Young and vulnerable, her last days spent in fear
Only Marioara's murderer knows the true extent of the horror she felt, write Maeve Sheehan and Jim Cusack
MARIOaRA Rostas must have seemed easy prey to the sexual predator cruising the Dublin streets on that cold Sunday afternoon in 2008.
The Roma teenager patrolled the city with her gypsy family, begging strangers for money in cars stopped at city centre traffic lights. She had arrived in Ireland three weeks earlier and didn't have a word of English. She was 18 but she looked closer to 14, dressed in her blue jeans, black jacket and a pink scarf, appealing to passing motorists for money. Marioara and her 15-year-old brother, Dimitru, were on Lombard Street, her father was around the corner on Pearse Street and her mother and other siblings begged nearby.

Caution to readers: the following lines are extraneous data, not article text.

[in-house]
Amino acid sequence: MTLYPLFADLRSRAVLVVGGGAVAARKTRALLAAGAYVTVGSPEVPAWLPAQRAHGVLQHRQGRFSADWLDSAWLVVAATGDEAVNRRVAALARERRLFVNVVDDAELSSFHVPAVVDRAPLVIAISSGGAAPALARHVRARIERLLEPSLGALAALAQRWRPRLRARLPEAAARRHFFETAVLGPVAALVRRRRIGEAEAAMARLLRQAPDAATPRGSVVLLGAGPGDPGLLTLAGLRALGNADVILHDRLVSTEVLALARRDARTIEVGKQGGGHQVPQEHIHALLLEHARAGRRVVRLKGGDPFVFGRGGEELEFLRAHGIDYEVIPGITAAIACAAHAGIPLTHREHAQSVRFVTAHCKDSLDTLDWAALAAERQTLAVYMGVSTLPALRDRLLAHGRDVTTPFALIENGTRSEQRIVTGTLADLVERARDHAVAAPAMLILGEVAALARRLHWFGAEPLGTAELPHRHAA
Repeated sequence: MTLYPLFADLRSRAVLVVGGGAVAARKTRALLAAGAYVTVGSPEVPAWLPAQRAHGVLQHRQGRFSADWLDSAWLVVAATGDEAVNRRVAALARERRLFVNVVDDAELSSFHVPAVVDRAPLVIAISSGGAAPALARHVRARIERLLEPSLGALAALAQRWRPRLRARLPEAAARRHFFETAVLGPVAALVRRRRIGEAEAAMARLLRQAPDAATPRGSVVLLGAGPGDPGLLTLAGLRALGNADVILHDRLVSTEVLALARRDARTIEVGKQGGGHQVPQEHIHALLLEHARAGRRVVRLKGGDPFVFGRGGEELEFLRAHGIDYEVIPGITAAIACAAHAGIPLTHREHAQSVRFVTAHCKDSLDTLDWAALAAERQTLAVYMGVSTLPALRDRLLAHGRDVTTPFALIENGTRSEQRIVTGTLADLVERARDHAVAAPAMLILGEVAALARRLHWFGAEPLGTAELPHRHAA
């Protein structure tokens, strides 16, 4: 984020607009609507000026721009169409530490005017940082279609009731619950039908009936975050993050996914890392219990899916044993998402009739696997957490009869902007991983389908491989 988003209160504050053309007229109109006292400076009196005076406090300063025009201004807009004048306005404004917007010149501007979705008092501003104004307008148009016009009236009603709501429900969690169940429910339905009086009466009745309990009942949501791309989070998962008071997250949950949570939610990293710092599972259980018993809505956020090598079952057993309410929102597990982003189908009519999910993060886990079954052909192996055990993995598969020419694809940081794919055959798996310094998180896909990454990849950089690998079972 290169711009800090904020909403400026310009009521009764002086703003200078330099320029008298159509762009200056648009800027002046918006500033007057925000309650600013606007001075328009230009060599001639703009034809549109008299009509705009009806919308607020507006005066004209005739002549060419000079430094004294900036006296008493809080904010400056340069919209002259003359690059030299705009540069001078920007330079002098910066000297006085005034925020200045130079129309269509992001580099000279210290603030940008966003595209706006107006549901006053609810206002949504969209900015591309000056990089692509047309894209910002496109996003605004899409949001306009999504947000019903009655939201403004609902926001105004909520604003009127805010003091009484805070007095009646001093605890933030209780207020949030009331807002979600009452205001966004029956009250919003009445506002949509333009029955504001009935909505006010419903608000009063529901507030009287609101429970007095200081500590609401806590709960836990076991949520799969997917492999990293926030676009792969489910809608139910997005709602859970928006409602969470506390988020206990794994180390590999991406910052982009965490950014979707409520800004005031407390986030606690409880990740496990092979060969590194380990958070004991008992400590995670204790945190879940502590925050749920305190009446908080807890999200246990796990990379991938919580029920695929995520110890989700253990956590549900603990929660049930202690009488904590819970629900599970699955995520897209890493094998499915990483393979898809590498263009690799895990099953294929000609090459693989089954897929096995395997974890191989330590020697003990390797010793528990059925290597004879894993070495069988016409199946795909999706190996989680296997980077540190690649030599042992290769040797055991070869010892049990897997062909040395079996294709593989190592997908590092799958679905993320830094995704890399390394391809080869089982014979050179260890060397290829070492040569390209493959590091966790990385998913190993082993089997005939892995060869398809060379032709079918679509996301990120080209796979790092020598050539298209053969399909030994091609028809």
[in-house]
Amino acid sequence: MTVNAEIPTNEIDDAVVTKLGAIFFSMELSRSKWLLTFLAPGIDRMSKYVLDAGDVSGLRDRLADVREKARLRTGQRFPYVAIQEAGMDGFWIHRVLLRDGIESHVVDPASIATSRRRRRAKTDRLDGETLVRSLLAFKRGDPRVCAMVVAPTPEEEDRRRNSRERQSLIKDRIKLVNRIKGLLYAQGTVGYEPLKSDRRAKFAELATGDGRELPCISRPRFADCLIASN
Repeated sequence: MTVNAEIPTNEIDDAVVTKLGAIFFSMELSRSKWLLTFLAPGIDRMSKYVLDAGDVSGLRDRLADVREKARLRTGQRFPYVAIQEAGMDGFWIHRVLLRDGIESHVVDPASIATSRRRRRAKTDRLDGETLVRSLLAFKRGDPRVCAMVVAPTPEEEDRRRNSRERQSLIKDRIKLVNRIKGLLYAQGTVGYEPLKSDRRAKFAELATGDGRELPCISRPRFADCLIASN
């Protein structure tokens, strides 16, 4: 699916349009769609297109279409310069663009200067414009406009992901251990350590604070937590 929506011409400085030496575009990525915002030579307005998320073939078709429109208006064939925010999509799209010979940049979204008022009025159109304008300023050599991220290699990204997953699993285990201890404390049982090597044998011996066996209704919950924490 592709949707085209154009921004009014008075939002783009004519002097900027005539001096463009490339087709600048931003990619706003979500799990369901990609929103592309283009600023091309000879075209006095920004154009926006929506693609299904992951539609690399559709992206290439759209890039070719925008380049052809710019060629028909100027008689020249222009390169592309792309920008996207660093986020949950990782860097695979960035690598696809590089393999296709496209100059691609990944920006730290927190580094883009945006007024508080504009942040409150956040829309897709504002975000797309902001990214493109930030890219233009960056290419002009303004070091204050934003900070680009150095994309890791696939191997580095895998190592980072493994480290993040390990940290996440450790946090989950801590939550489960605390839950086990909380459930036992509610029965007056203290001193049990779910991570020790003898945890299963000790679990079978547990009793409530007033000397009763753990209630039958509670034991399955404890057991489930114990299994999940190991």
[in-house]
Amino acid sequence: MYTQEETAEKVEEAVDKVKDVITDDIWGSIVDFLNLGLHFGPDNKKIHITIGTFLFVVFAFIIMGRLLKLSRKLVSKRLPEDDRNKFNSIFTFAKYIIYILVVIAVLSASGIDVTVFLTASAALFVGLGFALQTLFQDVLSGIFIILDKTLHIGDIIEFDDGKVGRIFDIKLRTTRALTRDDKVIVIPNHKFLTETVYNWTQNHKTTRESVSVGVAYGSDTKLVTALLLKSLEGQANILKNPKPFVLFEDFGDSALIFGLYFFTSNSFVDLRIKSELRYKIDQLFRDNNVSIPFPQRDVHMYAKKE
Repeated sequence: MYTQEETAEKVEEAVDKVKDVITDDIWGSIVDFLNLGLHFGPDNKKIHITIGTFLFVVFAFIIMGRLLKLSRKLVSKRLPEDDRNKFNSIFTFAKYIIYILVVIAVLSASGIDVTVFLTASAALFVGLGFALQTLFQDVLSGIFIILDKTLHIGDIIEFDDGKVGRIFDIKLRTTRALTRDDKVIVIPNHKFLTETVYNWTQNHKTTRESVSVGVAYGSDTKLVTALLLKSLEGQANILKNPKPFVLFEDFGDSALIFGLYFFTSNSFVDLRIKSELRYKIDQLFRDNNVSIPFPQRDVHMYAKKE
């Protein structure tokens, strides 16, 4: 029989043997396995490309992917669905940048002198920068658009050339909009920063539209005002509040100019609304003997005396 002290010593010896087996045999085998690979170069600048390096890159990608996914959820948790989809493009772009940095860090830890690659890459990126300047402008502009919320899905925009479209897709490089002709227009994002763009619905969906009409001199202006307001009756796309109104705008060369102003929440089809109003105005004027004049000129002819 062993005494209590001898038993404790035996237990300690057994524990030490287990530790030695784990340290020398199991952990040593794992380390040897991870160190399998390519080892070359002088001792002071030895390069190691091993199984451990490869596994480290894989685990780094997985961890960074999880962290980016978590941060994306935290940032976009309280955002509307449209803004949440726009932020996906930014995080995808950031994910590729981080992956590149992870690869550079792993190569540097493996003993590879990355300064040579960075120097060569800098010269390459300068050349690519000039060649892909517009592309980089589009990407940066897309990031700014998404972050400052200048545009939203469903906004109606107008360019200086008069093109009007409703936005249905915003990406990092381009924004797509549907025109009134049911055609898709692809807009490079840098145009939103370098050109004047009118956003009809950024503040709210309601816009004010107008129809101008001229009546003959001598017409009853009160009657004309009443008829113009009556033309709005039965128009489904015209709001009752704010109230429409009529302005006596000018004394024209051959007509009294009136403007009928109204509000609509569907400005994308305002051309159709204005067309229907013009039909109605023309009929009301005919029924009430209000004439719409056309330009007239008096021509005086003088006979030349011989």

Her brother saw her leaning into the silver Ford Mondeo that had pulled over across the street. When he approached the car, Marioara was sitting in the passenger seat. She told her brother she was going for a McDonald's and the driver, a dark-haired man, leaned across and gave him €10. That was the last Dimitru saw of her.